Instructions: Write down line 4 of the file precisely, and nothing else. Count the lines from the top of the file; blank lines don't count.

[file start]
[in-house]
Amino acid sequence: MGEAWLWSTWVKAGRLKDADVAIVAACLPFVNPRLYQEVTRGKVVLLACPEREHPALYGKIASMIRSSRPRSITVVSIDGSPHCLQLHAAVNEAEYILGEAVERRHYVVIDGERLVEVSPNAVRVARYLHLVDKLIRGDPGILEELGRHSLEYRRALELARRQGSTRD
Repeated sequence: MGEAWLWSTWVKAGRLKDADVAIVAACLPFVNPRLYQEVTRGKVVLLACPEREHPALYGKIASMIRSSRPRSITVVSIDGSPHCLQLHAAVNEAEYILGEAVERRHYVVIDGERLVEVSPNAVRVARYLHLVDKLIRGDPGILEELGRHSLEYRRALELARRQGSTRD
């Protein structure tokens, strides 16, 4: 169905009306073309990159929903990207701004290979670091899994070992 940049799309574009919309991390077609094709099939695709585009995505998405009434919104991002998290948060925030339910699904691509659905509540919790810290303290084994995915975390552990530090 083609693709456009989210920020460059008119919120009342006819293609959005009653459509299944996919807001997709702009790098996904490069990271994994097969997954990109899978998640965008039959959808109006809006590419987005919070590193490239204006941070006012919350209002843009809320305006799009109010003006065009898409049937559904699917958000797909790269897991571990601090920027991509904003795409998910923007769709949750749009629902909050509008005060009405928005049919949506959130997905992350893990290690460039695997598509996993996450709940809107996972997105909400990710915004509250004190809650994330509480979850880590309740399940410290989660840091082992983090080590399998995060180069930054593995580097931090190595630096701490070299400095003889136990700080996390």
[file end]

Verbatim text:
């Protein structure tokens, strides 16, 4: 169905009306073309990159929903990207701004290979670091899994070992 940049799309574009919309991390077609094709099939695709585009995505998405009434919104991002998290948060925030339910699904691509659905509540919790810290303290084994995915975390552990530090 083609693709456009989210920020460059008119919120009342006819293609959005009653459509299944996919807001997709702009790098996904490069990271994994097969997954990109899978998640965008039959959808109006809006590419987005919070590193490239204006941070006012919350209002843009809320305006799009109010003006065009898409049937559904699917958000797909790269897991571990601090920027991509904003795409998910923007769709949750749009629902909050509008005060009405928005049919949506959130997905992350893990290690460039695997598509996993996450709940809107996972997105909400990710915004509250004190809650994330509480979850880590309740399940410290989660840091082992983090080590399998995060180069930054593995580097931090190595630096701490070299400095003889136990700080996390």